JPMorgan Hearings Coming, Fired Citadel Programmer Indicted, SEC Sues China Natural Gas Chairman: CompliancEX News Roundup 5/15/2012
by The Compliance Exchange on May 15, 2012
How Bank Handles Bad Bet Is Fraught With Peril [DealBook] “If I go there will be trouble, and if I stay it will be double.” That dilemma, grittily framed by the British rock band the Clash, could serve as a warning to JPMorgan Chase as it considers what to do with the soured bet that has already produced $2 billion of losses. When a trade goes bad on Wall Street, the advice is typically to sell the holdings and bear the short-term pain. After all, the situation may only get worse if the bank maintains the position.
JPMorgan Hearings Coming [Politico] Key senators will get a chance to air their grievances and concerns over JPMorgan’s recent $2 billion trading loss during upcoming congressional hearings on Wall Street reform. Senate Banking Committee Chairman Tim Johnson (D-S.D.) said Monday that his committee – which has oversight of the nation’s banking system – will hold those hearings in the next few weeks. In a statement, Johnson said he expects the issue of JPMorgan to surface during those sessions. Johnson didn’t provide specific dates for the hearings nor names of witnesses, but said key financial regulators will appear before the committee.
Fired Citadel Programmer Indicted For Stealing Hedge Fund’s Code [FINalternatives] A former Citadel Investment Group software engineer accused by the hedge fund of stealing its high-frequency trading code has been indicted. Yihao Pu was arrested in October, two months after he was fired by Citadel for the alleged crime. Pu, who said that Citadel had “overreacted” and who has denied the allegations, was indicted for theft of trade secrets and computer fraud on Friday. He’ll be arraigned this Friday in Chicago federal court. Pu has been free on bail since his arrest.
Senator Presses SEC Over Decision to Put Investigator on Leave [Bloomberg] U.S. Senator Charles Grassley is pressing the Securities and Exchange Commission to explain how the agency decided to place the chief investigator in its inspector general’s office on leave over concerns he posed a threat to other employees. In three letters sent today, including one to SEC Chairman Mary Schapiro, Grassley, of Iowa, asked for a copy of the “security threat evaluation” that was used to exclude the investigator, David Weber, from the SEC’s offices. Grassley, the senior Republican on the Senate Judiciary Committee, also requested details on any complaints that were filed about Weber.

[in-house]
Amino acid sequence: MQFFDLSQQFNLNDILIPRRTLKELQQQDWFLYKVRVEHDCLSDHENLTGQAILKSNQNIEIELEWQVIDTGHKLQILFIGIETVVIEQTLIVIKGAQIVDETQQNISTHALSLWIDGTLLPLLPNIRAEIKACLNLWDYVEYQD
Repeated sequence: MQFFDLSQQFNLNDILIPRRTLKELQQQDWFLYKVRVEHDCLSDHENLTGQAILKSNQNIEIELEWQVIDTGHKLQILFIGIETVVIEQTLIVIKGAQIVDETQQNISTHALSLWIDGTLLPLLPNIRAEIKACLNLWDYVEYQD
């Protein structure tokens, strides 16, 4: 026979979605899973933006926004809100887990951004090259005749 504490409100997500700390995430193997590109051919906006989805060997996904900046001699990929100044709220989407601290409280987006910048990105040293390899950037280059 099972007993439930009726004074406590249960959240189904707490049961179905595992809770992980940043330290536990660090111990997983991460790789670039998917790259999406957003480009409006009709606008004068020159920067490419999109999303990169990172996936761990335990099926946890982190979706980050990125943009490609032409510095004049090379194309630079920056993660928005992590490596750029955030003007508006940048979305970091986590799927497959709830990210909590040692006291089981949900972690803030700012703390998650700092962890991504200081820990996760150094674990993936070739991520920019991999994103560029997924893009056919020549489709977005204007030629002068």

SEC Sues China Natural Gas Chairman for Secret Loans to Son [Bloomberg] The U.S. Securities and Exchange Commission sued a China-based natural gas company over claims its chairman secretly used the firm’s money to make $14 million in loans to benefit his son’s real-estate business. Qinan Ji, the former chief executive and current chairman of China Natural Gas Inc. (CHNG), arranged the two short-term loans, one through a sham borrower, in January 2010, the SEC said in a lawsuit filed today at U.S. District Court in Manhattan. Ji lied about the loans to the company’s board, investors and auditors, as well as during an internal investigation into the matter, the SEC said.
Habib Bank Fined $844,000 Over Money-Laundering Control Failures [Bloomberg] Habib Bank AG Zurich was fined 525,000 pounds ($844,000) by the U.K. financial watchdog for failing to put in place effective money-laundering controls. The Financial Services Authority also fined a former bank official 17,500 pounds for failing “to take reasonable care to establish and maintain” systems to prevent money laundering, the agency said in an e-mailed statement. The problems at the bank lasted from 2007 to 2010, the FSA said. “Firms must take a dynamic approach to assessing money laundering risk so they can adapt to the ever-evolving risks of financial crime,” Tracey McDermott, the FSA’s acting director of enforcement and financial crime, said in the statement today.
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